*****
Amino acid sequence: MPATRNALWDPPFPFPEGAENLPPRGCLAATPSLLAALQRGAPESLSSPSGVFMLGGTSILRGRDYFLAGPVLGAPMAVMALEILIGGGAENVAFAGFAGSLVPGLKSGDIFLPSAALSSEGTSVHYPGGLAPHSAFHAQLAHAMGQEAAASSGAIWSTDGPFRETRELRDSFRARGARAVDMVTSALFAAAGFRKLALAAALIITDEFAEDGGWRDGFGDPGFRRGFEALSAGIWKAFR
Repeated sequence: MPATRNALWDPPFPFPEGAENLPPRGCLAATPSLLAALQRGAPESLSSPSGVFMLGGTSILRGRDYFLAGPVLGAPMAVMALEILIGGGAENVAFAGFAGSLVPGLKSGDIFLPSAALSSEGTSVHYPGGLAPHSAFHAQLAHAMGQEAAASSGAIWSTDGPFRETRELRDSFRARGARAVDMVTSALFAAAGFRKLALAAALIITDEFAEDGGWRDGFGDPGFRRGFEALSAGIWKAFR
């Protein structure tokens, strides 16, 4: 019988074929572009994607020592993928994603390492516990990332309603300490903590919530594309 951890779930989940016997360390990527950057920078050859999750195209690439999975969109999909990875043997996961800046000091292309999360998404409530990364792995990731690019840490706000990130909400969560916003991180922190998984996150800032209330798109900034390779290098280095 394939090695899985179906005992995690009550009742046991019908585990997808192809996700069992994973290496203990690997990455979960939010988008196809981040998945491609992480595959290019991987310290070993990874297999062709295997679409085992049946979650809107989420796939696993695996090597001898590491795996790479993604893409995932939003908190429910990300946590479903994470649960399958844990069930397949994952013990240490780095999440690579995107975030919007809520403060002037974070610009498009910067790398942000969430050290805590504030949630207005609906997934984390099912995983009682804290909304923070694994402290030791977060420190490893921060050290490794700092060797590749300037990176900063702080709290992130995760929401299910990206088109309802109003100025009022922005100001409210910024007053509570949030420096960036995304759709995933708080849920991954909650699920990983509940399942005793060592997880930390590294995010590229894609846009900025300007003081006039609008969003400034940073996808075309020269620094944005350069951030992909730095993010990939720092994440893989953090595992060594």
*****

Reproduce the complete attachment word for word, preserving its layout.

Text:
Amino acid sequence: MPATRNALWDPPFPFPEGAENLPPRGCLAATPSLLAALQRGAPESLSSPSGVFMLGGTSILRGRDYFLAGPVLGAPMAVMALEILIGGGAENVAFAGFAGSLVPGLKSGDIFLPSAALSSEGTSVHYPGGLAPHSAFHAQLAHAMGQEAAASSGAIWSTDGPFRETRELRDSFRARGARAVDMVTSALFAAAGFRKLALAAALIITDEFAEDGGWRDGFGDPGFRRGFEALSAGIWKAFR
Repeated sequence: MPATRNALWDPPFPFPEGAENLPPRGCLAATPSLLAALQRGAPESLSSPSGVFMLGGTSILRGRDYFLAGPVLGAPMAVMALEILIGGGAENVAFAGFAGSLVPGLKSGDIFLPSAALSSEGTSVHYPGGLAPHSAFHAQLAHAMGQEAAASSGAIWSTDGPFRETRELRDSFRARGARAVDMVTSALFAAAGFRKLALAAALIITDEFAEDGGWRDGFGDPGFRRGFEALSAGIWKAFR
């Protein structure tokens, strides 16, 4: 019988074929572009994607020592993928994603390492516990990332309603300490903590919530594309 951890779930989940016997360390990527950057920078050859999750195209690439999975969109999909990875043997996961800046000091292309999360998404409530990364792995990731690019840490706000990130909400969560916003991180922190998984996150800032209330798109900034390779290098280095 394939090695899985179906005992995690009550009742046991019908585990997808192809996700069992994973290496203990690997990455979960939010988008196809981040998945491609992480595959290019991987310290070993990874297999062709295997679409085992049946979650809107989420796939696993695996090597001898590491795996790479993604893409995932939003908190429910990300946590479903994470649960399958844990069930397949994952013990240490780095999440690579995107975030919007809520403060002037974070610009498009910067790398942000969430050290805590504030949630207005609906997934984390099912995983009682804290909304923070694994402290030791977060420190490893921060050290490794700092060797590749300037990176900063702080709290992130995760929401299910990206088109309802109003100025009022922005100001409210910024007053509570949030420096960036995304759709995933708080849920991954909650699920990983509940399942005793060592997880930390590294995010590229894609846009900025300007003081006039609008969003400034940073996808075309020269620094944005350069951030992909730095993010990939720092994440893989953090595992060594």